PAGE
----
- In Cavalieri v. General Electric Co., No. 05 Civ. 00315 (N.D.N.Y.), the court approved a settlement of plaintiffs’ ERISA stock-drop class action lawsuit valued at $40 million. Plaintiffs, on behalf of a class of 318,000 current and former participants of General Electric’s 401(k) plan, alleged that GE imprudently invested over two-thirds of the plan’s assets in company stock, breached its fiduciary duties by continuing to offer the company stock fund as an investment option even when it was imprudent to do so, and failed to convey the true operating condition of the company to plan participants. The salient terms of the settlement were as follows: (i) a $10 million cash payout to former plan participants (former plan participants constitute approximately one quarter of the entire class); (ii) $30 million worth of structural changes to benefit current participants of the plan, including the implementation of investment education programs, fiduciary training, and additional investment options and Roth contributions; and (iii) $10 million dollars in attorneys’ fees.
- In Overby v. Tyco International Ltd.,No. 02 Civ. 1357 (D.N.H.) and, No. 02 MDL 1335 (D.N.H.), after seven years of litigation, Tyco agreed to pay approximately $70.5 million to settle a class action lawsuit brought on behalf of 58,000 participants of seven of Tyco’s retirement plans. Plaintiffs sued Tyco, alleging that it breached its fiduciary duties by maintaining the plans’ investments in the company stock fund amidst an ongoing accounting fraud within the company. On August 10, 2009 the plaintiffs sought preliminary approval of the settlement agreement, which requires Tyco to pay $70.2 million to class members, and payments of $100,000 from Tyco’s former CEO and $225,000 from Tyco’s former CFO.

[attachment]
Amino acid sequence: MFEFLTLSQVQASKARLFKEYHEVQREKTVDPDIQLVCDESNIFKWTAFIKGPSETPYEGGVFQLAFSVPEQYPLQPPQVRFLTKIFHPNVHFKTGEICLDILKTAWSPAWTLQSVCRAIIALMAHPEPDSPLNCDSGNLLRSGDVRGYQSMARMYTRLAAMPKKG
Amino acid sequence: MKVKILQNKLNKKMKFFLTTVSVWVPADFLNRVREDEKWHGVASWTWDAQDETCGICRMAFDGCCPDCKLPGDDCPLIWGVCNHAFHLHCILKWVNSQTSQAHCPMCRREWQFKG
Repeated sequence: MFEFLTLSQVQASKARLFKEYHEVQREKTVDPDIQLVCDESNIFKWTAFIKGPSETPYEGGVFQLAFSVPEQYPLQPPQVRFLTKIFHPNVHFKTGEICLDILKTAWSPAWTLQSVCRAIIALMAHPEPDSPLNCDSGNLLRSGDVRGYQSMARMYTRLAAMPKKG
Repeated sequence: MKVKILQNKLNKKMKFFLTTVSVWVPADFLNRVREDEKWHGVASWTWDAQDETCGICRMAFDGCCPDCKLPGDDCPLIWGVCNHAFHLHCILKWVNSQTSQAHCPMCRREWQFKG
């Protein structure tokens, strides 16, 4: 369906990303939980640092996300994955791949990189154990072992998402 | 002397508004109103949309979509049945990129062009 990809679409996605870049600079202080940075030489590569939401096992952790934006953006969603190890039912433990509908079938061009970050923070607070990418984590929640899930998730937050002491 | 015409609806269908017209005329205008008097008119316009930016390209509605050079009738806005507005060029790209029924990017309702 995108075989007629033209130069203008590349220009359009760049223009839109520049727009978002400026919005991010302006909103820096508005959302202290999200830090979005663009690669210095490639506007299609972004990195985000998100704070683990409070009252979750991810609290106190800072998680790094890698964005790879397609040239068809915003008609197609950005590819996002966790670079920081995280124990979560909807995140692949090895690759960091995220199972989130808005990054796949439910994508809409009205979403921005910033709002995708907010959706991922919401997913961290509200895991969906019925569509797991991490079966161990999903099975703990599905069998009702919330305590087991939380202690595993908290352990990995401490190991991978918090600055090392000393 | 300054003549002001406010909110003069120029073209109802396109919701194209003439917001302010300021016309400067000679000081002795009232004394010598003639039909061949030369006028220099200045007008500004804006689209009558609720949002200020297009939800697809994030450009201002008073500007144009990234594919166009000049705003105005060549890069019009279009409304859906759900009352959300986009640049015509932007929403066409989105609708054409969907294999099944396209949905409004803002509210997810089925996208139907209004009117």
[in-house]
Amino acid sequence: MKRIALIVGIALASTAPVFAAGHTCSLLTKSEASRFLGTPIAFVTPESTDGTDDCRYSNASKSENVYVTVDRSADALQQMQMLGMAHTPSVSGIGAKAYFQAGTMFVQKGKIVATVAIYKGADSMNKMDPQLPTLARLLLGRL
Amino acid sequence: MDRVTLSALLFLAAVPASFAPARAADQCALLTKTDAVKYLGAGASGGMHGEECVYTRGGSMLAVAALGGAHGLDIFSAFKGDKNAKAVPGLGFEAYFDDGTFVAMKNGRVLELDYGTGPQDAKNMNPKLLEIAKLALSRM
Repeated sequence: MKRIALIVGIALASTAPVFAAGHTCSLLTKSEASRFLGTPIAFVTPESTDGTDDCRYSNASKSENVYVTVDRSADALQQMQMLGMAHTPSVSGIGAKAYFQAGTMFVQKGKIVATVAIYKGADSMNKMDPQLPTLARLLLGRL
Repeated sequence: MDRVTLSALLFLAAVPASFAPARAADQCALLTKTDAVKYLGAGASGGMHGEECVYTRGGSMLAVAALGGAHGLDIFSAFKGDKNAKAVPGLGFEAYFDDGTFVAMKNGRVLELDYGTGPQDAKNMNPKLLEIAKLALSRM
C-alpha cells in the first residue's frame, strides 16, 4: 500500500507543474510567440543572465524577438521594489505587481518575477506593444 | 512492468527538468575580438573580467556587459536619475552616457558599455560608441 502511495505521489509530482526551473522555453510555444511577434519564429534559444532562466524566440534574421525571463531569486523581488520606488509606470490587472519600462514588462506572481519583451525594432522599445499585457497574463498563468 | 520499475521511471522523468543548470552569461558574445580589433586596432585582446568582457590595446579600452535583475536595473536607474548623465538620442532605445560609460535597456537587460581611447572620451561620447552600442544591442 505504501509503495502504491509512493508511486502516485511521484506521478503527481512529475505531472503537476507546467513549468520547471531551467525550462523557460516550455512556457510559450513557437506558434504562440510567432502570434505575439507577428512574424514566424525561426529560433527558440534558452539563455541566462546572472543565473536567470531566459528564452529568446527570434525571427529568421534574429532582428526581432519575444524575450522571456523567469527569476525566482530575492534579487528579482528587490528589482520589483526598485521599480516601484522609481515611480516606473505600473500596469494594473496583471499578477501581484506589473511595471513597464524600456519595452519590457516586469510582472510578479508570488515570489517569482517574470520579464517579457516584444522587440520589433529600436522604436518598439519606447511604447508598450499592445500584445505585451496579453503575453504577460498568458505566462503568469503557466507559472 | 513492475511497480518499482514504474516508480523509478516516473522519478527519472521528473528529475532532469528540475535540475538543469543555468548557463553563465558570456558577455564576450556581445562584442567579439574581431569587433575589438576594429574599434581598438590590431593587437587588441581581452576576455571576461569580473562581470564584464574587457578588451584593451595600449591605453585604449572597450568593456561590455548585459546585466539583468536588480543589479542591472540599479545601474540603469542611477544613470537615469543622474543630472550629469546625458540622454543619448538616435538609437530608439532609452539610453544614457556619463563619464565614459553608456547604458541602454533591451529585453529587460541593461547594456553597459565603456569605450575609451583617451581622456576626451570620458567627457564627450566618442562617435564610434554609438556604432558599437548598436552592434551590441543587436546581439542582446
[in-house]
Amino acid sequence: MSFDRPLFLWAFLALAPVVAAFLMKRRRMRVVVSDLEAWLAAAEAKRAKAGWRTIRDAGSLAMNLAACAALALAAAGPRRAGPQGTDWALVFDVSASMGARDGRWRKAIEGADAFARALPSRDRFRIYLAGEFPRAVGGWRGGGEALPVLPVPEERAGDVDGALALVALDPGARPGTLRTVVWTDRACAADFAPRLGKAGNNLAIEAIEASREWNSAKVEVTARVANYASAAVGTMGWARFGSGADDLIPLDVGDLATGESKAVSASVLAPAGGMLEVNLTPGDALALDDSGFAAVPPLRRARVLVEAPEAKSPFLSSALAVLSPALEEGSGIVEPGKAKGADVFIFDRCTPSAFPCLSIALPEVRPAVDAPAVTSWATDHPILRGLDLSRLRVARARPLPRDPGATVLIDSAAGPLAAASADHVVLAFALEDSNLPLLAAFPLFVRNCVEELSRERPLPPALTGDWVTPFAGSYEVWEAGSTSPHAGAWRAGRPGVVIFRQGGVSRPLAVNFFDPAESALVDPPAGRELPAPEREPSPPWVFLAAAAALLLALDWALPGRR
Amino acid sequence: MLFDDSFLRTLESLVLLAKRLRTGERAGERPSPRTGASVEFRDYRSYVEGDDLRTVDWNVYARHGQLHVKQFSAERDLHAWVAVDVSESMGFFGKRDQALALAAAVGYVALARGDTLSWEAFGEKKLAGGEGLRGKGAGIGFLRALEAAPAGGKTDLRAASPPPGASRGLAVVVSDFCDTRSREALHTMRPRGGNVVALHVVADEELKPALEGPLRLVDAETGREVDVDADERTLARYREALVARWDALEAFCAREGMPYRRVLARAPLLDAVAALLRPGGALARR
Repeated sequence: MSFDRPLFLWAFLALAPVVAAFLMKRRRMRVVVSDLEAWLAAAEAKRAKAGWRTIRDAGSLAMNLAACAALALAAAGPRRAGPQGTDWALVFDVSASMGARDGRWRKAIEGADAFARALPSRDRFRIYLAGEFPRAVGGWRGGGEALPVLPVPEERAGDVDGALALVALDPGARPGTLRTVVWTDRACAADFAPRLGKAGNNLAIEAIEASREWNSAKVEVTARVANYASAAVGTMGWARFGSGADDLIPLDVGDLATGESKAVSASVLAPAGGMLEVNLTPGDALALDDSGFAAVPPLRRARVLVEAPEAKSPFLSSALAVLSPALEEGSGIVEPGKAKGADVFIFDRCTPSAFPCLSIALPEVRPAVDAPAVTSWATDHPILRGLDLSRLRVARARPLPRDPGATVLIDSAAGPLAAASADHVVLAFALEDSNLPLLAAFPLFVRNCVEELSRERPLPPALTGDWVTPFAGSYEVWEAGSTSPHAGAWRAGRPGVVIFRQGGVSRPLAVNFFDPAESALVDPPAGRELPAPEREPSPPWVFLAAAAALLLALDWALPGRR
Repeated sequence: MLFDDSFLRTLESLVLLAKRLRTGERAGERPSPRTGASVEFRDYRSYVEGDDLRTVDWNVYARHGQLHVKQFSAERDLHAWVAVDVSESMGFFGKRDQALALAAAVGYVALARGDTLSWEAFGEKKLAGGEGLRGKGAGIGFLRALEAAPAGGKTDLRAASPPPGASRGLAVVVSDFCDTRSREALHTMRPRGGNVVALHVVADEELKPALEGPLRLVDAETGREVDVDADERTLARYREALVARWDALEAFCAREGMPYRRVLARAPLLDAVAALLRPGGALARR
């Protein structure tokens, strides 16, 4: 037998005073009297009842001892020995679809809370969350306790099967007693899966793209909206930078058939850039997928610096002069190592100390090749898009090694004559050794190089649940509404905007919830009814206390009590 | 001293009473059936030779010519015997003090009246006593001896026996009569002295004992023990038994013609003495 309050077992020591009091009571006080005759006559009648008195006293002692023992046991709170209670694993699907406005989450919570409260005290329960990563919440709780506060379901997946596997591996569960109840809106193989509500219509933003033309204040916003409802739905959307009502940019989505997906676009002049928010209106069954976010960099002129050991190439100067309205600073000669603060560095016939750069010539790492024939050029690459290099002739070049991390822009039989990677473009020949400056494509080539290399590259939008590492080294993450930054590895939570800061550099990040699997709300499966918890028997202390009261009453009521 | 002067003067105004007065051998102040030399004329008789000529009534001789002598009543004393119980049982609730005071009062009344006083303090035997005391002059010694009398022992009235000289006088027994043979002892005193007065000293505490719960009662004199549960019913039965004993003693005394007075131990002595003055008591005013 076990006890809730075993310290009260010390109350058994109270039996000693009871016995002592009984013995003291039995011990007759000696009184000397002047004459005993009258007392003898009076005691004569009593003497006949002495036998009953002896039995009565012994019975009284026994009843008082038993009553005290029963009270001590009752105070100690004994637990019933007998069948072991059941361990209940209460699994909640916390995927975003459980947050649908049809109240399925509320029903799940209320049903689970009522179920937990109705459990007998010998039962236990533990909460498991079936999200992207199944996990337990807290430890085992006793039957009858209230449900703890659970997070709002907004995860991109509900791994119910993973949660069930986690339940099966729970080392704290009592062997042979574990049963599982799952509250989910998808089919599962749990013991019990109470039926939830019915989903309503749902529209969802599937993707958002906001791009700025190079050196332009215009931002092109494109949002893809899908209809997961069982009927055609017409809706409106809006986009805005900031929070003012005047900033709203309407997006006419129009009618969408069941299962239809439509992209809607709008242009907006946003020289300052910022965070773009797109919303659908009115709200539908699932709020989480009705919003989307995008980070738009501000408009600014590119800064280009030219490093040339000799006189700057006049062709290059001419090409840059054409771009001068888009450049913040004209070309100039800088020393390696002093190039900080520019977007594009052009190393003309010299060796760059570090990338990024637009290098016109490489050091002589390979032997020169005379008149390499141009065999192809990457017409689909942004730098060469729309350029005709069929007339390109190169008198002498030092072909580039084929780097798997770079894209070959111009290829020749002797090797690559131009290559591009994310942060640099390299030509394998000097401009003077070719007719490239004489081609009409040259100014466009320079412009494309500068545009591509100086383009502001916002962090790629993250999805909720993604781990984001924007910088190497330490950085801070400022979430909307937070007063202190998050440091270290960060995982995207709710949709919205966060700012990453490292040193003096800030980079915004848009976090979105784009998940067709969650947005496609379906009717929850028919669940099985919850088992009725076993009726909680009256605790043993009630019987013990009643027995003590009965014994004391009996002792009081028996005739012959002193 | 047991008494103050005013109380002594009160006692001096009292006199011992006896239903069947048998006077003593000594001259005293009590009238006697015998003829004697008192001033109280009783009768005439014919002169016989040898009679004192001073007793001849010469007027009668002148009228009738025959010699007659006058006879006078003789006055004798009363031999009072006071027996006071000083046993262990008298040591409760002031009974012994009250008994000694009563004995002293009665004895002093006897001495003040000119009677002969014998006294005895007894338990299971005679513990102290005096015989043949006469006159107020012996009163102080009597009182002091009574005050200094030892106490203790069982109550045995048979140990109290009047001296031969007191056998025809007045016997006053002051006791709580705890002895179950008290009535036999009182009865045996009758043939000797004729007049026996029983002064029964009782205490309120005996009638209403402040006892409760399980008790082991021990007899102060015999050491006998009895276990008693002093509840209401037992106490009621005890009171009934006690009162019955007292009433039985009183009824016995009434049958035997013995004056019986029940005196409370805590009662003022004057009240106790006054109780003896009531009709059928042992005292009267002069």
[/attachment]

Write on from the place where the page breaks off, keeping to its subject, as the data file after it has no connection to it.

- In Tibble v. Edison Int’l, 2009 WL 2382340 (C.D. Ca. July 16, 2009) and 2009 WL 2382348 (C.D. Ca. July 31, 2009), on motions for summary judgment, the court addressed prohibited transaction and fiduciary breach claims arising from revenue sharing for a plan that provided the employer would pay administrative costs. The court held the revenue sharing did not constitute prohibited transactions (reading the plan to not prohibit such revenue sharing), but held there was a genuine issue whether the fiduciaries improperly considered revenue sharing (and the benefit it conferred on the employer) when selecting certain mutual funds. The court also rejected defendants’ Section 404(c) defense, concluding that it is not a defense to the imprudent or disloyal selection of investment options. Finally, the court concluded that unitizing the employer stock fund was not imprudent, as it permitted faster execution of trades and also lowered fund volatility.
- In Marrs v. Motorola, Inc., 2009 WL 2477650 (7th Cir. Aug. 14, 2009), the Seventh Circuit, per Judge Posner, provided a road map laying out its interpretation of the scope — and limits — of Glenn’s impact on how courts should treat a “conflicted” plan administrator’s decision. The case arose from Motorola’s decision to amend its disability income plan to place a two-year limit on benefits received under the plan, which previously had no such limitation. Against this backdrop, Judge Posner concluded that a conflict of interest existed because Motorola was both payor and plan administrator. Judge Posner went on to explain that, under Glenn, it is not the mere existence of a conflict of interest that will negate deference to the plan administrator’s interpretation: it is the gravity of the conflict, as inferred from the circumstances, which is critical. From Judge Posner’s perspective, the likelihood that the conflict influenced the decision is the decisive consideration in whether to afford deference to the plan administrator’s interpretation. Applying this standard, Judge Posner concluded that there were no indications that the plan administrator labored under a conflict of interest serious enough to affect his decision.